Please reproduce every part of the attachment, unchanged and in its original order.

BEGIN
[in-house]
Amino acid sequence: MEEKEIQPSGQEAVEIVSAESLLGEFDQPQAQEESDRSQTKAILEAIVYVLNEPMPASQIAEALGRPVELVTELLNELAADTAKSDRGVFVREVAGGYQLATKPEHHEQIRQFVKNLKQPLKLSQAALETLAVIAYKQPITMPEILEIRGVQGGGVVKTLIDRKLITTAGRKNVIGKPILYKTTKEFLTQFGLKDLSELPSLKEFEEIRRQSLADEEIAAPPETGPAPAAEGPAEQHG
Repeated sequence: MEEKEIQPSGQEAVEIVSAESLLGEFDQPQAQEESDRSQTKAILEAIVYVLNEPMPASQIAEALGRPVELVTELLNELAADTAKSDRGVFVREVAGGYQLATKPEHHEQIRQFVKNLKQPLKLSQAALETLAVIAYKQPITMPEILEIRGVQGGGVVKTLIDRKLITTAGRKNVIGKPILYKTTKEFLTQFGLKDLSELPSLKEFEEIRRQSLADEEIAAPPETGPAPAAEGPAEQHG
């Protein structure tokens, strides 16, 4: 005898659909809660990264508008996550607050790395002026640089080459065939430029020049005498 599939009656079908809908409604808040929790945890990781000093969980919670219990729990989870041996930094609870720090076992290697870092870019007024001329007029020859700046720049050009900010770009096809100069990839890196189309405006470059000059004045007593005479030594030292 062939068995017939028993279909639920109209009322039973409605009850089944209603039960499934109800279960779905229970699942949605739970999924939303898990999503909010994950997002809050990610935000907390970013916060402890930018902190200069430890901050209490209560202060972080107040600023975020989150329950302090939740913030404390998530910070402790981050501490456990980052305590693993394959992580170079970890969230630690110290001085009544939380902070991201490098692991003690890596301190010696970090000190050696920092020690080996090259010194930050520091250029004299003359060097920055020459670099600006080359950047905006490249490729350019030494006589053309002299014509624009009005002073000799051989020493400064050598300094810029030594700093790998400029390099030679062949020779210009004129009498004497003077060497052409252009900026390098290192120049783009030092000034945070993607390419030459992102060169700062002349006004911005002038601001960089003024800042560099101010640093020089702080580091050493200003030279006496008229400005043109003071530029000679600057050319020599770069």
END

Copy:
[in-house]
Amino acid sequence: MEEKEIQPSGQEAVEIVSAESLLGEFDQPQAQEESDRSQTKAILEAIVYVLNEPMPASQIAEALGRPVELVTELLNELAADTAKSDRGVFVREVAGGYQLATKPEHHEQIRQFVKNLKQPLKLSQAALETLAVIAYKQPITMPEILEIRGVQGGGVVKTLIDRKLITTAGRKNVIGKPILYKTTKEFLTQFGLKDLSELPSLKEFEEIRRQSLADEEIAAPPETGPAPAAEGPAEQHG
Repeated sequence: MEEKEIQPSGQEAVEIVSAESLLGEFDQPQAQEESDRSQTKAILEAIVYVLNEPMPASQIAEALGRPVELVTELLNELAADTAKSDRGVFVREVAGGYQLATKPEHHEQIRQFVKNLKQPLKLSQAALETLAVIAYKQPITMPEILEIRGVQGGGVVKTLIDRKLITTAGRKNVIGKPILYKTTKEFLTQFGLKDLSELPSLKEFEEIRRQSLADEEIAAPPETGPAPAAEGPAEQHG
């Protein structure tokens, strides 16, 4: 005898659909809660990264508008996550607050790395002026640089080459065939430029020049005498 599939009656079908809908409604808040929790945890990781000093969980919670219990729990989870041996930094609870720090076992290697870092870019007024001329007029020859700046720049050009900010770009096809100069990839890196189309405006470059000059004045007593005479030594030292 062939068995017939028993279909639920109209009322039973409605009850089944209603039960499934109800279960779905229970699942949605739970999924939303898990999503909010994950997002809050990610935000907390970013916060402890930018902190200069430890901050209490209560202060972080107040600023975020989150329950302090939740913030404390998530910070402790981050501490456990980052305590693993394959992580170079970890969230630690110290001085009544939380902070991201490098692991003690890596301190010696970090000190050696920092020690080996090259010194930050520091250029004299003359060097920055020459670099600006080359950047905006490249490729350019030494006589053309002299014509624009009005002073000799051989020493400064050598300094810029030594700093790998400029390099030679062949020779210009004129009498004497003077060497052409252009900026390098290192120049783009030092000034945070993607390419030459992102060169700062002349006004911005002038601001960089003024800042560099101010640093020089702080580091050493200003030279006496008229400005043109003071530029000679600057050319020599770069």